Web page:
Master Collection 20: drawings from the Roman Arch of Constantine
Copy of Trajanic frieze on the Arch of Constantine, Rome. Unknown artist. Pencil, pen and brown ink, and brown wash on paper.
This drawing depicts a battle, with cavalrymen and foot soldiers.
The men in armour are Roman soldiers. They are wearing plumed helmets and body armour or ‘cuirasses’. The man on the left with a flying cloak but no helmet is thought to represent the emperor Trajan.
The men without armour are Dacians – ‘barbarians’ from the area of central Europe now in Romania.
The battle scene is a Roman sculpture from the time of Trajan. It is a relief sculpture from the Great Trajanic Frieze that was once in the Basilica Ulpia in Trajan’s Forum, Rome.
During the time of the emperor Constantine, before the fall of the Roman Empire, this sculptural relief was removed from its original location and incorporated in a new Arch of Constantine. This arch reused many Roman sculptures from the time of earlier emperors. It showed that Constantine was paying tribute to his predecessors but also made him their equal.
The battle relief is located inside the middle arch.
Two other Roman relief sculptures from the Arch of Constantine are drawn on the reverse of this sheet of paper. See next image.
The Arch of Constantine is a very prominent monument in Rome, immediately next to the Colosseum. Roman sculptures on the arch were among the most visible and easily accessible in Rome from the 16th to 19th centuries. Many artists could see and draw them. Turner, when he visited Rome in 1819, made studies of them, including this battle scene.
The composition of the Trajanic battle scene influenced Raphael in one of his Renaissance wall paintings for the Vatican in Rome.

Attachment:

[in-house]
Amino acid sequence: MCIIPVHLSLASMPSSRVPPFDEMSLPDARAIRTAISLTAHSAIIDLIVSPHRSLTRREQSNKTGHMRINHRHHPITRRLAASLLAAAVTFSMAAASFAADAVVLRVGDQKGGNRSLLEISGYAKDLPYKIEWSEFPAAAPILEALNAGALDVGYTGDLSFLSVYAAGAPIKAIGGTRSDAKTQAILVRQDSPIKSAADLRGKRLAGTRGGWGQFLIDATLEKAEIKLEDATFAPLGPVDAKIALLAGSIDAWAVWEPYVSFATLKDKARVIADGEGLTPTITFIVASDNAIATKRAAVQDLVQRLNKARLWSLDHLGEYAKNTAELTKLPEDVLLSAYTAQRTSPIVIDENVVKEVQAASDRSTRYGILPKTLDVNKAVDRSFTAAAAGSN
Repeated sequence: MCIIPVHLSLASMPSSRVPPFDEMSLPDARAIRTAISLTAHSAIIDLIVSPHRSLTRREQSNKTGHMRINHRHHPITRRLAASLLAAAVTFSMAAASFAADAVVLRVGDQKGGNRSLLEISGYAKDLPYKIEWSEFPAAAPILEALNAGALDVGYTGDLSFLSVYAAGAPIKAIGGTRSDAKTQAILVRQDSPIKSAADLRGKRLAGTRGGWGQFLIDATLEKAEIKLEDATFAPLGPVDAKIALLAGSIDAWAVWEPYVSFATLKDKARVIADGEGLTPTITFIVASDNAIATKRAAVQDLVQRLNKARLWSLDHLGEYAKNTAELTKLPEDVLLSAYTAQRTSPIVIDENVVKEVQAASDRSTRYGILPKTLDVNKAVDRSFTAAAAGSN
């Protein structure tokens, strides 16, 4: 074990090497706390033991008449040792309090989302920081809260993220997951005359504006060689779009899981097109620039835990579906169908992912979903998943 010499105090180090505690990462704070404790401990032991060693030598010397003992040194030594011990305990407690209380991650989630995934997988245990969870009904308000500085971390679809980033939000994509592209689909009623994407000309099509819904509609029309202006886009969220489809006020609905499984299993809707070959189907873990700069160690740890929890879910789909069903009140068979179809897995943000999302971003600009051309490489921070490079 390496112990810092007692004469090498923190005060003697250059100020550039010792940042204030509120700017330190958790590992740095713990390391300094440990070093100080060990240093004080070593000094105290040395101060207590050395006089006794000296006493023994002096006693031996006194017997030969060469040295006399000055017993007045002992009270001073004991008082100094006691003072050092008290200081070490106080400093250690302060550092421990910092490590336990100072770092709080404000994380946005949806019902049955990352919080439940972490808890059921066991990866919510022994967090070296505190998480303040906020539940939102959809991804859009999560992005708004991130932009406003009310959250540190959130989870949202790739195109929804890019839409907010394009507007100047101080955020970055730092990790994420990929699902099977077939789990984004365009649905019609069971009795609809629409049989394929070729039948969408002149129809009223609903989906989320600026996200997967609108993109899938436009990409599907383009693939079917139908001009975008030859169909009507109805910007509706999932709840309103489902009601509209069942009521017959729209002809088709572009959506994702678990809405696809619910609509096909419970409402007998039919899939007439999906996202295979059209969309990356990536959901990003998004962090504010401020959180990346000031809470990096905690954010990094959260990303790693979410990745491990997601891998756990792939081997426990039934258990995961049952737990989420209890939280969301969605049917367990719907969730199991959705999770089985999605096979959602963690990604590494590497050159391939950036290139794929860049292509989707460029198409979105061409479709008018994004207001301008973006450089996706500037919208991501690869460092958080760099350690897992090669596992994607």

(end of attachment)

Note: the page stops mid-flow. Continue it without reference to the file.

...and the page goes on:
Copy of Roman reliefs on the Arch of Constantine, Rome. Unknown artist. Pencil, pen and brown ink, and brown wash on paper.
On the left of the drawing is a depiction of a Roman boar hunt. Toga-clad Romans on horseback – the emperor Hadrian and his men - are attacking a wild boar. Can you see its rough skin, hooves and fangs?
On the right of the drawing is depicted a Roman sacrifice to a deity. Two men in togas, representing the emperor Hadrian and a companion, stand on the left of an altar. A sacrifice is burning in front of a sculpture of the Roman god Apollo, recognisable by the lyre he holds. To the right of the altar a toga-clad man is holding a horse for Hadrian.
On the bottom of the drawing is a pencil sketch of Roman figures, some of them standing and others seated. They are part of a relief sculpture from the time of Constantine. Only a few of the sketches have been worked over in pen and ink. The artist made a pencil sketch first because you can’t rub out ink lines.
The two larger scenes are copies of Roman sculptural reliefs in the form of medallions from the time of the emperor Hadrian.
The sketch along the bottom is from a long narrow frieze made in the time of Constantine. The frieze was installed below the two medallions on the Arch of Constantine in Rome. This arch reused many sculptures from the time of earlier emperors. It showed that Constantine was paying tribute to his predecessors but also made him their equal.
The medallions and frieze are above one of the smaller side arcs of the Arch of Constantine. They face the Roman Forum.
A relief sculpture of a battle scene from inside the central arc of the Arch of Constantine is drawn on the other side of this sheet of paper.
The Arch of Constantine is a very prominent monument in Rome, immediately next to the Colosseum. Roman sculptures on the arch were among the most visible and easily accessible in Rome from the 16th to 19th centuries. Many artists could see and draw them.